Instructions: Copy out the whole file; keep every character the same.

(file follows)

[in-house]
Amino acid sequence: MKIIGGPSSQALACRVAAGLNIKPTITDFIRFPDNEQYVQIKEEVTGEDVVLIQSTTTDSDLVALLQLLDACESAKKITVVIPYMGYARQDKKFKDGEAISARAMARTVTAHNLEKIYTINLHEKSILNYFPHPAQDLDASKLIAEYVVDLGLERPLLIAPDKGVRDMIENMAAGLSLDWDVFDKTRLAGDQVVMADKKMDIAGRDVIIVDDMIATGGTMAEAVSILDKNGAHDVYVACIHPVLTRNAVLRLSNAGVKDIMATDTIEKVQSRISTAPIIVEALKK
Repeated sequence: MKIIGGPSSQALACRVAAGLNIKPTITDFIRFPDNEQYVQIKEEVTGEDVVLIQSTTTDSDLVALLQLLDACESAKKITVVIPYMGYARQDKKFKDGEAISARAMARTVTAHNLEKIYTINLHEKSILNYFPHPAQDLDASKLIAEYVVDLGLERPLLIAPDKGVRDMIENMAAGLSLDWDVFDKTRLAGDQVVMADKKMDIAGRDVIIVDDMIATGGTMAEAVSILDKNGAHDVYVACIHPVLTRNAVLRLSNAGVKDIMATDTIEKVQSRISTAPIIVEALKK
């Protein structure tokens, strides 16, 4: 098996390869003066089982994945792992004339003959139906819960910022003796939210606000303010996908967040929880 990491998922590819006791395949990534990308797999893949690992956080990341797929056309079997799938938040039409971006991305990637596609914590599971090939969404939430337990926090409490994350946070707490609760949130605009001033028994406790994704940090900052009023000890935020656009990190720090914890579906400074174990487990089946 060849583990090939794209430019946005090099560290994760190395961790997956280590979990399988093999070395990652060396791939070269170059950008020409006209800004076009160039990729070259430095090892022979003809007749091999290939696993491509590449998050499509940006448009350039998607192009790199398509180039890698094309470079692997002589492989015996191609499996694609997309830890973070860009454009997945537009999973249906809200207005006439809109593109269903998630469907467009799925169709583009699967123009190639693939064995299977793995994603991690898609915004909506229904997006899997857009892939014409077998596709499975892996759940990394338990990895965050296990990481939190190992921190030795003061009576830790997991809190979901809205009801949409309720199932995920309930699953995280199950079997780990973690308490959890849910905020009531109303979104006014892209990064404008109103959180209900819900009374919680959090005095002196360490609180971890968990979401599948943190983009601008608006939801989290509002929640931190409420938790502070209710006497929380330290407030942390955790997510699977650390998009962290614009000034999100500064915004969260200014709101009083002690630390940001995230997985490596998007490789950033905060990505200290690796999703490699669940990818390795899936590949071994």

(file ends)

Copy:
[in-house]
Amino acid sequence: MKIIGGPSSQALACRVAAGLNIKPTITDFIRFPDNEQYVQIKEEVTGEDVVLIQSTTTDSDLVALLQLLDACESAKKITVVIPYMGYARQDKKFKDGEAISARAMARTVTAHNLEKIYTINLHEKSILNYFPHPAQDLDASKLIAEYVVDLGLERPLLIAPDKGVRDMIENMAAGLSLDWDVFDKTRLAGDQVVMADKKMDIAGRDVIIVDDMIATGGTMAEAVSILDKNGAHDVYVACIHPVLTRNAVLRLSNAGVKDIMATDTIEKVQSRISTAPIIVEALKK
Repeated sequence: MKIIGGPSSQALACRVAAGLNIKPTITDFIRFPDNEQYVQIKEEVTGEDVVLIQSTTTDSDLVALLQLLDACESAKKITVVIPYMGYARQDKKFKDGEAISARAMARTVTAHNLEKIYTINLHEKSILNYFPHPAQDLDASKLIAEYVVDLGLERPLLIAPDKGVRDMIENMAAGLSLDWDVFDKTRLAGDQVVMADKKMDIAGRDVIIVDDMIATGGTMAEAVSILDKNGAHDVYVACIHPVLTRNAVLRLSNAGVKDIMATDTIEKVQSRISTAPIIVEALKK
């Protein structure tokens, strides 16, 4: 098996390869003066089982994945792992004339003959139906819960910022003796939210606000303010996908967040929880 990491998922590819006791395949990534990308797999893949690992956080990341797929056309079997799938938040039409971006991305990637596609914590599971090939969404939430337990926090409490994350946070707490609760949130605009001033028994406790994704940090900052009023000890935020656009990190720090914890579906400074174990487990089946 060849583990090939794209430019946005090099560290994760190395961790997956280590979990399988093999070395990652060396791939070269170059950008020409006209800004076009160039990729070259430095090892022979003809007749091999290939696993491509590449998050499509940006448009350039998607192009790199398509180039890698094309470079692997002589492989015996191609499996694609997309830890973070860009454009997945537009999973249906809200207005006439809109593109269903998630469907467009799925169709583009699967123009190639693939064995299977793995994603991690898609915004909506229904997006899997857009892939014409077998596709499975892996759940990394338990990895965050296990990481939190190992921190030795003061009576830790997991809190979901809205009801949409309720199932995920309930699953995280199950079997780990973690308490959890849910905020009531109303979104006014892209990064404008109103959180209900819900009374919680959090005095002196360490609180971890968990979401599948943190983009601008608006939801989290509002929640931190409420938790502070209710006497929380330290407030942390955790997510699977650390998009962290614009000034999100500064915004969260200014709101009083002690630390940001995230997985490596998007490789950033905060990505200290690796999703490699669940990818390795899936590949071994």